Jackie Mason was the first comedian I ever saw live. This was a huge deal for me, mostly because my family didn’t do things. While I was no older than 14 at the time, nearly 20 years later, I still remember a bunch of the jokes he did, like Jews not being able to go to a show without wondering how much money the comedian is making from ticket sales. Another was about some Jews not being able to afford a Mercedes, but if you asked them why they don’t have one they go, “You think I’d be caught dead driving a German car?!”
Aside for being able to make a young teenager laugh as much as everyone else in the audience, I was so impressed by Jackie’s ability to take simple premises about the differences between Jews and non-Jews (“gentiles”), and make them so universal to everyone. I’m particularly envious of his ability to do that, since now that I perform standup comedy professionally too, primarily for Jewish audiences, I sometimes struggle to relate my material to a more general, non-Jewish crowd. I wonder what conceivable reason non-Jews would even have for owning a crockpot.
Jackie’s rapid-fire delivery and ability to poke fun of every group in a loving way without causing too much outrage is particularly impressive and refreshing, considering the world we’re living in today, where jokes about any ethnicity, religion, or gender are considered offensive. Additionally, he had a brilliant tactic of asking a rhetorical question, such as “Have you ever met any Jew that knew how to fix a car?” pause, and then immediately demand a response from someone in the front row, with a “Hello, mister? Do you know what I’m talking about?”
While he grew up Orthodox, got rabbinical semicha, and served as a pulpit rabbi for a few years, he decided that the rabbinate was not for him, despite being the funniest rabbi by far. And while he wasn’t particularly observant to my knowledge beyond the early part of his life, he was the quintessential Jewish comedian. His routines were chock-full of guttural Yiddish, Hebrew, and Jewish onomatopoeia sounds that many of us associate with our older relatives. His act was an hour-plus of effusive pride in being Jewish, a rarity to find in entertainers.
Before seeing him live, my first real exposure to Jackie Mason was on The Simpsons. As an avid fan of The Simpsons, which certainly shaped my sense of humor more than anything else growing up, the episode where he portrays Krusty The Clown’s rabbinic father, stands out to me. The episode “Like Father, Like Clown (Season 3, Episode 6, but listed as Episode 5 on Disney+) is a pretty perfect storyline, displaying a great combo of humor, heart, as well as a deft handling of Judaism. There are tons of great jokes in it, some of which are just casual asides like Homer’s shock that Mel Brooks is Jewish.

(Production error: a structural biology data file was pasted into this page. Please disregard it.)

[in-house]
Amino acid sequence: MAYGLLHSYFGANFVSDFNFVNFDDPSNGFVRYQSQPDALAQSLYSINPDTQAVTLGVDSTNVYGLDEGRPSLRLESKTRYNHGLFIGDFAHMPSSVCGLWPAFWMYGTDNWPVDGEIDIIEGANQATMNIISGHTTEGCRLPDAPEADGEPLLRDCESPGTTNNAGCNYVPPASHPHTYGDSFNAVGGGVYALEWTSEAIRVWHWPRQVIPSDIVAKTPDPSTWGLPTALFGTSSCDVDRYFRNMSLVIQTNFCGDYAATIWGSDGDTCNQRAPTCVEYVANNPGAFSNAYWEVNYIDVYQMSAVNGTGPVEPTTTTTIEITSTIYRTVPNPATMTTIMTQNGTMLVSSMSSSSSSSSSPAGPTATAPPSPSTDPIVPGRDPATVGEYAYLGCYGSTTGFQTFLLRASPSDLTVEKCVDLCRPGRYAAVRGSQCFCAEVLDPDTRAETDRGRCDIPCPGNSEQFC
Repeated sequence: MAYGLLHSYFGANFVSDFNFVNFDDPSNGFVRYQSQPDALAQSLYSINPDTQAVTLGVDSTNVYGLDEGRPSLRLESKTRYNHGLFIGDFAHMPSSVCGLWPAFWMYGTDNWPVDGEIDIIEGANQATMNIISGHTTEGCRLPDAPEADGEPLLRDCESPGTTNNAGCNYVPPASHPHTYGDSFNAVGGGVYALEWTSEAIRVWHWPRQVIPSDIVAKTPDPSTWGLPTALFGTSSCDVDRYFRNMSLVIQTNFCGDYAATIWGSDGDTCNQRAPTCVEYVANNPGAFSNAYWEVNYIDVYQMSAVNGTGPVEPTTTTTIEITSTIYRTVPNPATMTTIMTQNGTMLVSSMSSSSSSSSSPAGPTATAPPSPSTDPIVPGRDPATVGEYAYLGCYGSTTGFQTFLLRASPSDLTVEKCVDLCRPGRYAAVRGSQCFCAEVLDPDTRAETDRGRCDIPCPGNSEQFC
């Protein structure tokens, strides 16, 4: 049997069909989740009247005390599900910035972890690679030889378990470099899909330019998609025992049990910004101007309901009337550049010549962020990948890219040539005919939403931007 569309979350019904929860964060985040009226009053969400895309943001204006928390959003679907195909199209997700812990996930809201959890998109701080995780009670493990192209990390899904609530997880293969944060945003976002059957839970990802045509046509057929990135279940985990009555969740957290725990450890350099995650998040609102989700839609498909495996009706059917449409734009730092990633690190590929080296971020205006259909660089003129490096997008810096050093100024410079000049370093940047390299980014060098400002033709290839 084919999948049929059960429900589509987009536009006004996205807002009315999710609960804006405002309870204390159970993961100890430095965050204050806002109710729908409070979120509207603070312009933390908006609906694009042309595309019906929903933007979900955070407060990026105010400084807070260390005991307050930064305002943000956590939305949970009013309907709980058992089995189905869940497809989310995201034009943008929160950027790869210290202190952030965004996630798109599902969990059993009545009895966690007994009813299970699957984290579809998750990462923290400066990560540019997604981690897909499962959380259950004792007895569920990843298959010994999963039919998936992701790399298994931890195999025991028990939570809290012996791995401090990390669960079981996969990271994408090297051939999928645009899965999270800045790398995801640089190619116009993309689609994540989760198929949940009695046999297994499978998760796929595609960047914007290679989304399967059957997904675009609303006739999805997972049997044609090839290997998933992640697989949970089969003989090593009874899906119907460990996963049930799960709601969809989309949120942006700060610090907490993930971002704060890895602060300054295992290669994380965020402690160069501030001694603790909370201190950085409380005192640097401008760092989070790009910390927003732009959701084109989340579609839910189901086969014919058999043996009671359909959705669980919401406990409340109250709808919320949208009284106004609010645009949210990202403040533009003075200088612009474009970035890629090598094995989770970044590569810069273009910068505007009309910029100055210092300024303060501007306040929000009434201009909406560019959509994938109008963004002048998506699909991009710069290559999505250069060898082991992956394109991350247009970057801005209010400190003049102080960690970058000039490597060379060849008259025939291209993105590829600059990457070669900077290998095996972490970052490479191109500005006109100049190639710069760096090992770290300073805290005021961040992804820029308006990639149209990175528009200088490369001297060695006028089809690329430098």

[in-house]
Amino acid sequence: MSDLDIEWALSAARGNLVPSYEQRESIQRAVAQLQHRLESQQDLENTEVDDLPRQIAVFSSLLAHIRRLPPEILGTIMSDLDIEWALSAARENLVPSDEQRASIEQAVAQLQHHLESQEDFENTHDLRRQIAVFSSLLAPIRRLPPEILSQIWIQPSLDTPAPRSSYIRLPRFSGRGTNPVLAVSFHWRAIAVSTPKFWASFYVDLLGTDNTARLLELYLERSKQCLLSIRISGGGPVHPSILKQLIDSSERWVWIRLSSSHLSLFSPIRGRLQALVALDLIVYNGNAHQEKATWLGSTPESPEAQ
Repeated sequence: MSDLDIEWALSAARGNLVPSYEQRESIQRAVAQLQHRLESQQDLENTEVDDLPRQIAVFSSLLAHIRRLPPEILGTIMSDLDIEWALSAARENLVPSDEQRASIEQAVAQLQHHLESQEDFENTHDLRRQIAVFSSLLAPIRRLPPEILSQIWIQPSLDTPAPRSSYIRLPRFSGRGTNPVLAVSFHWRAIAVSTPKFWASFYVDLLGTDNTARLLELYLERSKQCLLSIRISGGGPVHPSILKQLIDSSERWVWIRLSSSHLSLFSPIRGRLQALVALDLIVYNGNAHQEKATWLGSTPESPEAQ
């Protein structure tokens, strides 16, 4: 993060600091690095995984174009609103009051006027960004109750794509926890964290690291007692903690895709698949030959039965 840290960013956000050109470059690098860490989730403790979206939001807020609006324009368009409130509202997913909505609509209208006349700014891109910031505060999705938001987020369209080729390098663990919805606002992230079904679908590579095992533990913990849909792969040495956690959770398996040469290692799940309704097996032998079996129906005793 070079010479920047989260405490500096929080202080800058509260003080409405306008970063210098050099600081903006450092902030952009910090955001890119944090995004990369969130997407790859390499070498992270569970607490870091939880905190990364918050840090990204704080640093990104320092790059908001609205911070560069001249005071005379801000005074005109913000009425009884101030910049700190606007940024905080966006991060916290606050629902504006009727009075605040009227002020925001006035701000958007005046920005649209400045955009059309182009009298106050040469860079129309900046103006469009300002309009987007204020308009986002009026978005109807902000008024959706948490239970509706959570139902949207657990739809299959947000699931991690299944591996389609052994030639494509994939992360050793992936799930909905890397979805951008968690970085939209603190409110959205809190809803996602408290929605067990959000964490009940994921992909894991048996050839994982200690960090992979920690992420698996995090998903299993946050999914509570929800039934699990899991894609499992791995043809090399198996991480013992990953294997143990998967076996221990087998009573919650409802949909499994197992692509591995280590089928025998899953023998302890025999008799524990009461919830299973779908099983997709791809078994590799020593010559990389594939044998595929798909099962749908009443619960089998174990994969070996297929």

Suffice it to say that I’ve been annoyed for a while at the depiction of Orthodox Jews in TV and movies long before Seth Rogen’s An American Pickle, “dead goyim legs” and Julia Haart. Maybe it’s because so early on in my life, I saw my favorite show, which despite being a comedy, discuss the topic of observance of Judaism in a respectful, thought-provoking way, without mocking its traditions.
Watch the episode, and you’ll notice, aside for Jackie’s Emmy-winning great portrayal and comedic timing, that the writers took the time to try to get Orthodox Judaism right, at least in many ways. And it’s not just the small details like Krusty saying the correct words to a bracha, or bothering to have the correct Hebrew letters on a menu. Bart, Lisa, and Jackie’s rabbi character are citing real, accurate sources from Tanach, Mishna and Gemara. They’re having a real theological and familial conversation about Jewish parents’ expectations of their children, and how they may react to the careers and lifestyles they lead.
Orthodox Jews can come away from watching this episode feeling a real pride that the topic of our religion, which gets so bungled by TV and movies, is treated with sensitivity and authenticity. The story does seem to resemble part of Jackie’s upbringing, making it even more compelling to boot.
Jackie Mason’s humor brought joy and inspiration to generations of comedians and comedy fans, and he will be dearly missed from the world. Did you ever think a Jew could do such a thing? Hello, mister? Do you know what I’m talking about?